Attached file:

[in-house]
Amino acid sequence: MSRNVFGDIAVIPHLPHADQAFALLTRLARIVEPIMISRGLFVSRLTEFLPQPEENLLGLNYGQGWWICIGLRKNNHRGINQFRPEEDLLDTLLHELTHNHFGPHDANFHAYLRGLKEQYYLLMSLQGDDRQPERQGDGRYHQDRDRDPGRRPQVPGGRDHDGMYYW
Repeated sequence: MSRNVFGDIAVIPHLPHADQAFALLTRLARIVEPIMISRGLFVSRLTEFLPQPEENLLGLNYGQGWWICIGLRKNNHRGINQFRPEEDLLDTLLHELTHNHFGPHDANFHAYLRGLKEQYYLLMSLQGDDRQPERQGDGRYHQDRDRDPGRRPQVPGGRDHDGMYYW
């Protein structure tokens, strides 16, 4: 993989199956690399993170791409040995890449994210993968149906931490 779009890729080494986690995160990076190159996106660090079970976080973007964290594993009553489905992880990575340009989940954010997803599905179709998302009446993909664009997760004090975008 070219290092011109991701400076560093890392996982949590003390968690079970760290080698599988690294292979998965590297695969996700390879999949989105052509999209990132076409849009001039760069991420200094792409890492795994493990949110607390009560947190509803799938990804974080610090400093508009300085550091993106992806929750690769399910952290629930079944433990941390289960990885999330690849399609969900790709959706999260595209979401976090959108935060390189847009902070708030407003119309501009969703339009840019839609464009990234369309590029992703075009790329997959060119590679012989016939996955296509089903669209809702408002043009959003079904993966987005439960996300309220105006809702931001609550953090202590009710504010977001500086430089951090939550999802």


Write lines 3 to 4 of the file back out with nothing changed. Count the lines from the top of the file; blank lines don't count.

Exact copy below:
Repeated sequence: MSRNVFGDIAVIPHLPHADQAFALLTRLARIVEPIMISRGLFVSRLTEFLPQPEENLLGLNYGQGWWICIGLRKNNHRGINQFRPEEDLLDTLLHELTHNHFGPHDANFHAYLRGLKEQYYLLMSLQGDDRQPERQGDGRYHQDRDRDPGRRPQVPGGRDHDGMYYW
């Protein structure tokens, strides 16, 4: 993989199956690399993170791409040995890449994210993968149906931490 779009890729080494986690995160990076190159996106660090079970976080973007964290594993009553489905992880990575340009989940954010997803599905179709998302009446993909664009997760004090975008 070219290092011109991701400076560093890392996982949590003390968690079970760290080698599988690294292979998965590297695969996700390879999949989105052509999209990132076409849009001039760069991420200094792409890492795994493990949110607390009560947190509803799938990804974080610090400093508009300085550091993106992806929750690769399910952290629930079944433990941390289960990885999330690849399609969900790709959706999260595209979401976090959108935060390189847009902070708030407003119309501009969703339009840019839609464009990234369309590029992703075009790329997959060119590679012989016939996955296509089903669209809702408002043009959003079904993966987005439960996300309220105006809702931001609550953090202590009710504010977001500086430089951090939550999802």